After the Civil War, O’Brien married Indiana (Dannie) McBride on October 11, 1865, and the couple had five children, including celebrated novelist Margaret O’Brien Davis, and Julia “Bossie” O’Brien Hundley Baer, one of Alabama’s leading suffragists. O’Brien moved his family to Birmingham in 1871, the same year the city was founded. This was a promising era for the young city, and the population swelled from 1,200 in 1871 to 4,000 in 1873. In that year, Birmingham suffered through a cholera epidemic that killed 128 citizens. The subsequent exodus drained the once-booming population, though the O’Brien family remained. O’Brien cared for those affected until he too was struck with the disease. He became so ill that a casket was ordered for him, but he eventually recovered and was remembered for this act of generosity throughout his life.
O’Brien was one of those rare individuals who had the combination of skill, luck, and vision, and in Birmingham, he was at the forefront local politics, industry, and entertainment. He was on the first board of aldermen. He brought the first steam machinery for making bricks and built the first rolling mill and the first coke ovens for the Pratt Coal and Iron Company. In 1872, he built Birmingham’s first entertainment venue, Sublett Hall, and even painted the scenery himself. Ignoring the nay-sayers who thought he had gone mad, O’Brien built the Birmingham Opera House in 1882 in what was then the middle of a cornfield. Not content with theater and industry, he was also the owner and editor of the Age Herald. When telephone service came to Birmingham in 1882, O’Brien was one of the first 39 subscribers, with phone lines installed at his home, his opera house, and his lumberyard. He was one of the charter members of the Elks Lodge in 1888. When the Birmingham Public Library opened in 1909, he was the first to fill out a library card and the first to check out a book.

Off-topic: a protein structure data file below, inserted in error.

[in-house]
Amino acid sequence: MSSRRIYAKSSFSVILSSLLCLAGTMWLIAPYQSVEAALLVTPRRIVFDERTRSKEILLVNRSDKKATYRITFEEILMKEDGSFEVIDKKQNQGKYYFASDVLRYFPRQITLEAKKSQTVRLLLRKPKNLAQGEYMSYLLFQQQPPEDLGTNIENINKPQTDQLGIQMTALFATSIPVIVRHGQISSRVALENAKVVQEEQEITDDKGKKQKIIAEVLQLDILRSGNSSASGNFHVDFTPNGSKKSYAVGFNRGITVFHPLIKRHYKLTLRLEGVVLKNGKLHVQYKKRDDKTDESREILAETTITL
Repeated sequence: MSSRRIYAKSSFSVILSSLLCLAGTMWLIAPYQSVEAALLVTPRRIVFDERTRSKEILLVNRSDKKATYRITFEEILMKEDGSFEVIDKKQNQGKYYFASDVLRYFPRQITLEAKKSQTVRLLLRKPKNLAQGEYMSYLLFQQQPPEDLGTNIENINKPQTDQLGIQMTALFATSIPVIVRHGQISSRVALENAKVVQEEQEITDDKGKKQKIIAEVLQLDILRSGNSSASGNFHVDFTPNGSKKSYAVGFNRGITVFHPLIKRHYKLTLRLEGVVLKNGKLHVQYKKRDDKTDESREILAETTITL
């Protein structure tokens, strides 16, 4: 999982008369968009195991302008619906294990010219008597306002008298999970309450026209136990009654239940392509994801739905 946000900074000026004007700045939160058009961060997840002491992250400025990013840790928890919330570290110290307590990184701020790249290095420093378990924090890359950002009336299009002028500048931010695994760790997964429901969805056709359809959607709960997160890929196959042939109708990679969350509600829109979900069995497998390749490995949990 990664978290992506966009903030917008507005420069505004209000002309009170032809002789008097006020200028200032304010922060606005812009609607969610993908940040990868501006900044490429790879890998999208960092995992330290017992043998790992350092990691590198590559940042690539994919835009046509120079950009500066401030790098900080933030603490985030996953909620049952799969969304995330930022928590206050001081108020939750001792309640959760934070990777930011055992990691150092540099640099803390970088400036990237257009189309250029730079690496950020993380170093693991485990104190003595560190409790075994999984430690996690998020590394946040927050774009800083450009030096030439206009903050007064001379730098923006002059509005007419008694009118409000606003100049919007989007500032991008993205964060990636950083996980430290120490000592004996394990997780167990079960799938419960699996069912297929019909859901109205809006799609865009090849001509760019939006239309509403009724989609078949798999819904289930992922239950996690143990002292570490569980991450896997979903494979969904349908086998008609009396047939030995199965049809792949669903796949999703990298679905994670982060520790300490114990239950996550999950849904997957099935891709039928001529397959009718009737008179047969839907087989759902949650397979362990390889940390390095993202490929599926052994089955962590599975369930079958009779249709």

Frank O’Brien In addition to a full business and social life, O’Brien was also very active in politics. He was elected to the Alabama House of Representatives in 1892 and served two terms. He was elected sheriff of Jefferson County in 1896 and mayor of Birmingham on May 8, 1909. In the spring of 1910, large areas of land were annexed to Birmingham, which made him the first mayor of Greater Birmingham. The demands of budgeting and managing such a large territory, in addition to a small-pox scare and racial tensions, proved to be very stressful for O’Brien and left him with a severe case of insomnia. On July 7, 1910, he left his office and worked from home, but the insomnia would not subside, and he developed a condition that doctors of the era referred to as “melancholia” and was likely what modern psychiatry would call “depression.”
On August 13, O’Brien was admitted to Burn-Brae Sanitarium in Clifton Heights, a suburb of Philadelphia, which was about two hours away from his childhood home in Scranton. Although it initially appeared as though the mayor improved and might make a full recovery, he died, likely of a stroke, on September 9, 1910. He was buried in Birmingham’s Oak Hill Cemetery.